NASA SBIR 2006 Solicitation


SUBTOPIC TITLE:Planetary Balloons and Aerobots
PROPOSAL TITLE:Titan Balloon Convection Model

SMALL BUSINESS CONCERN (Firm Name, Mail Address, City/State/Zip, Phone)
Winzen Engineering Inc
23350 Southfork
San Antonio, TX 78255-2108
(210) 415-5041

PRINCIPAL INVESTIGATOR/PROJECT MANAGER (Name, E-mail, Mail Address, City/State/Zip, Phone)
James   Rand
23350 Southfork
San Antonio, TX  78255-2108
(210) 415-5041

TECHNICAL ABSTRACT ( Limit 2000 characters, approximately 200 words)
This innovative research effort is directed at determining, quantitatively, the convective heat transfer coefficients applicable to a Montgolfiere balloon operating in an atmosphere simulating that of Titan. It is anticipated that a platform such as this will provide the mobility desired to explore that part of the solar system. Utilizing only the waste heat available from an on board power source, it should be possible to circumnavigate Saturn's largest moon. Accurate knowledge of free convection is essential for predicting the performance and mitigating the risk for such a mission. In order to simulate a volume of gas large enough to inflate a model balloon at 77K, vacuum insulation panels will be used to minimize the thermal losses. At the conclusion of this Phase I effort, a final report will establish the feasibility of this approach and describe the future applications of this technology.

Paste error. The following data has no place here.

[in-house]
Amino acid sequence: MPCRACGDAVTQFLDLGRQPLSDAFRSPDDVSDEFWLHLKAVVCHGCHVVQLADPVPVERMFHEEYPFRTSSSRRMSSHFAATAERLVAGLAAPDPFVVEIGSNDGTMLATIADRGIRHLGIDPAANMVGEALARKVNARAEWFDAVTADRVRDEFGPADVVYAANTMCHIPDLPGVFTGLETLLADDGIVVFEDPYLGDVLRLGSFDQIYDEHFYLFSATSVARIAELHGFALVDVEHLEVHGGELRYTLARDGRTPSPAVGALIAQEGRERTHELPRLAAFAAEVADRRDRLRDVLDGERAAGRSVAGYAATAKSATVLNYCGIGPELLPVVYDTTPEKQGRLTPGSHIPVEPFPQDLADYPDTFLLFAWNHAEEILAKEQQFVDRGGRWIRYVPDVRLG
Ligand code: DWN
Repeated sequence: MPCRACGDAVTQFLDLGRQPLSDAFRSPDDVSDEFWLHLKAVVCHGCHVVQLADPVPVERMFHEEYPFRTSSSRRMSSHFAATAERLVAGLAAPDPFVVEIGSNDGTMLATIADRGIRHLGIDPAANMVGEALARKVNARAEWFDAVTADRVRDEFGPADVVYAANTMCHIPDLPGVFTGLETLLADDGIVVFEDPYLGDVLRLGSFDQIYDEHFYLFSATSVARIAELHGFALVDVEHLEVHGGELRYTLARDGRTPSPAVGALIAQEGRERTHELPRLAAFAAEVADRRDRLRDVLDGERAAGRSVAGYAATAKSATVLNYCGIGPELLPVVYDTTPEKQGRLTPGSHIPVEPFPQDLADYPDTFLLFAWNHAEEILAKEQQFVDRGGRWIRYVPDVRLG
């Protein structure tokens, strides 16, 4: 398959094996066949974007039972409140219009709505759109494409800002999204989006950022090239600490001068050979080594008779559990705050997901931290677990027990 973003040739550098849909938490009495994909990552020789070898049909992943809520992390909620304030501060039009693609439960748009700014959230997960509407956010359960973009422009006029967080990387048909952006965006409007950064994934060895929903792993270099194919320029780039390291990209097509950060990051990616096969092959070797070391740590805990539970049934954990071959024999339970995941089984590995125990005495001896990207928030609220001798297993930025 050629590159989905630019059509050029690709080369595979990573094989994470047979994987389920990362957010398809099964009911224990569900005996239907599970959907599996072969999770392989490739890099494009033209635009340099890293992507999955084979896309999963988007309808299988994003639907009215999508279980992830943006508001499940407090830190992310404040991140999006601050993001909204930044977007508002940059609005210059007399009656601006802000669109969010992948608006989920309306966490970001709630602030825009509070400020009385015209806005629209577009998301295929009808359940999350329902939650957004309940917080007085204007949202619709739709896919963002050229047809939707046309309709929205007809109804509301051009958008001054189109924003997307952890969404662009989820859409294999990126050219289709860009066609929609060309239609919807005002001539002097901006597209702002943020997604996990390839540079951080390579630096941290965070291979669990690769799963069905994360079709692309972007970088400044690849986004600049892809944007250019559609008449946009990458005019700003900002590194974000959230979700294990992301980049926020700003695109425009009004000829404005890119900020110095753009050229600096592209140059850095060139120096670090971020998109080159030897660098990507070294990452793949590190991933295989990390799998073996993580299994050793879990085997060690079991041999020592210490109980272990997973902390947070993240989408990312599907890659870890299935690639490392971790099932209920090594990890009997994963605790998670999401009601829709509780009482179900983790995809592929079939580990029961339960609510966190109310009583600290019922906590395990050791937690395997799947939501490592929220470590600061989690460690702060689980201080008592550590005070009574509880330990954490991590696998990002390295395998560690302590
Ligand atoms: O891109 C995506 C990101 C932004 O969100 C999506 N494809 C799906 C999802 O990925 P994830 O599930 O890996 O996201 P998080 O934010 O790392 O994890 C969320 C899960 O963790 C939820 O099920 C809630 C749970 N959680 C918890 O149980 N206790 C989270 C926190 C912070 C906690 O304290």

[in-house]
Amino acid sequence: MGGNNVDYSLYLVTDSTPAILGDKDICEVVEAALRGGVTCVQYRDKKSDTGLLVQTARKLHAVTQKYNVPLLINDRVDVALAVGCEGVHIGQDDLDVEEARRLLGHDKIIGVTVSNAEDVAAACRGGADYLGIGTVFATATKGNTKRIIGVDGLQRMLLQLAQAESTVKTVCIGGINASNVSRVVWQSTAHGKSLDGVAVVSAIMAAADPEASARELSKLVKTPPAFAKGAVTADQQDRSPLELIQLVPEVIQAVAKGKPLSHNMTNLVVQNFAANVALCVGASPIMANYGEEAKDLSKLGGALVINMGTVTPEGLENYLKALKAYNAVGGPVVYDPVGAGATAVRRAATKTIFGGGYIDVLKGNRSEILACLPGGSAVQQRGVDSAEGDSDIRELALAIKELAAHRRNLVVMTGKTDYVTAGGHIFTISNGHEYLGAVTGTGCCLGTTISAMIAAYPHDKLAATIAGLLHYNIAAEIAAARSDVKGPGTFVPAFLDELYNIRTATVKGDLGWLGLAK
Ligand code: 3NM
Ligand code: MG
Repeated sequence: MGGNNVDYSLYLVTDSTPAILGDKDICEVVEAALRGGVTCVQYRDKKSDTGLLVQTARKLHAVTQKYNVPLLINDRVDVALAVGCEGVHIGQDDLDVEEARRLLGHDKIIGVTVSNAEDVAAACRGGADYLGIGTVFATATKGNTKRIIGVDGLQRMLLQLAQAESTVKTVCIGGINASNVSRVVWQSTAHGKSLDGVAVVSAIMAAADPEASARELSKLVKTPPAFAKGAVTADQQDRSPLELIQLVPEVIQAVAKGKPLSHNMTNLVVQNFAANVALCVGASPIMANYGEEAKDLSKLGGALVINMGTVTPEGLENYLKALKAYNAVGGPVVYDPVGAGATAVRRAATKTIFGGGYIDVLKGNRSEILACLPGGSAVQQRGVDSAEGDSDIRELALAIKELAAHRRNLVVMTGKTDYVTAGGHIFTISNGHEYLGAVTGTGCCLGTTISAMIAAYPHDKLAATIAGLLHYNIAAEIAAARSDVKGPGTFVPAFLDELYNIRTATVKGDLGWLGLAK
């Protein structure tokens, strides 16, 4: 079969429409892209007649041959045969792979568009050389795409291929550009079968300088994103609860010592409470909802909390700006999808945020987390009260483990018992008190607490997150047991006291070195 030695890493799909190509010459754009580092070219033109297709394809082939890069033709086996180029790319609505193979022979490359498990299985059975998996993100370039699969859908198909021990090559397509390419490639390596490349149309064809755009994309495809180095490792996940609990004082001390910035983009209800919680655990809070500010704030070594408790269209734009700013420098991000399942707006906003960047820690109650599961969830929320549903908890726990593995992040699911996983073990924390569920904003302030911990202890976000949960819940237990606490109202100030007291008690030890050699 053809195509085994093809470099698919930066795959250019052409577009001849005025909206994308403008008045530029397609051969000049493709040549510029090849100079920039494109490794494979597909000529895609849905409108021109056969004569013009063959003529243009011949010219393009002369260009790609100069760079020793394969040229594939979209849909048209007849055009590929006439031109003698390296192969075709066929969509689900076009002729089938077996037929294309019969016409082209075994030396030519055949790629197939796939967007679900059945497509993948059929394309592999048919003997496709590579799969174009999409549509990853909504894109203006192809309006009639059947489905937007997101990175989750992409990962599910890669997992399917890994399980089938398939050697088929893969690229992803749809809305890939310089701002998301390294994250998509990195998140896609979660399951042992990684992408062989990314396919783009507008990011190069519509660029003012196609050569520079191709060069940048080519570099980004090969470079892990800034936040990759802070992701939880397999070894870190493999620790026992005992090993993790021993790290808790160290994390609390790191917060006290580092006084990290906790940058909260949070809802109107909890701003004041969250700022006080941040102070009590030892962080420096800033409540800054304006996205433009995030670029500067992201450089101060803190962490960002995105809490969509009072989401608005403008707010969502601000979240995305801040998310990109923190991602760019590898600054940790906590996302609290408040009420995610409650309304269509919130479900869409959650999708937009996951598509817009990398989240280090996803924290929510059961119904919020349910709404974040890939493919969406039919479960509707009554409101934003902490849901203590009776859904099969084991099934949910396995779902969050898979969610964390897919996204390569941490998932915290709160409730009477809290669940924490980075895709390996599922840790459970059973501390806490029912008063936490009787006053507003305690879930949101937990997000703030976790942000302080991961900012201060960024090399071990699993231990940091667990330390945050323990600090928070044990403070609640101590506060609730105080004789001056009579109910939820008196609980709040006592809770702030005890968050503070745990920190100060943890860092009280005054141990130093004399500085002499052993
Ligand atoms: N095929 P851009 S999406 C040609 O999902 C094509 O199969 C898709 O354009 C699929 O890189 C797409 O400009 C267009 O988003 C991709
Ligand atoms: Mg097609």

POTENTIAL NASA COMMERCIAL APPLICATIONS ( Limit 1500 characters, approximately 150 words)
The technology developed by this research will enable NASA engineers to properly evaluate the operational capabilities of a buoyant platform currently being considered for use in the exploration of the solar system. In addition, this technology will enable others to produce a significant volume of gas simulating the Titan atmosphere. Other NASA offices may use this technology to simulate other features of the mission to Titan.

POTENTIAL NON-NASA COMMERCIAL APPLICATIONS ( Limit 1500 characters, approximately 150 words)
The experience gained in creating a large volume of gas suitable for testing buoyant vehicles will be of great interest to others in the aerospace industry. The current emphasis on near space opportunities has attracted interest in terrestrial stratospheric platforms for remote sensing and communications. Non-NASA applications include the HAA and ISIS programs as well as a variety of commercial ventures.

NASA's technology taxonomy has been developed by the SBIR-STTR program to disseminate awareness of proposed and awarded R/R&D in the agency. It is a listing of over 100 technologies, sorted into broad categories, of interest to NASA.

Fluid Storage and Handling
Simulation Modeling Environment
Testing Facilities
Thermal Insulating Materials

Form Printed on 09-08-06 18:19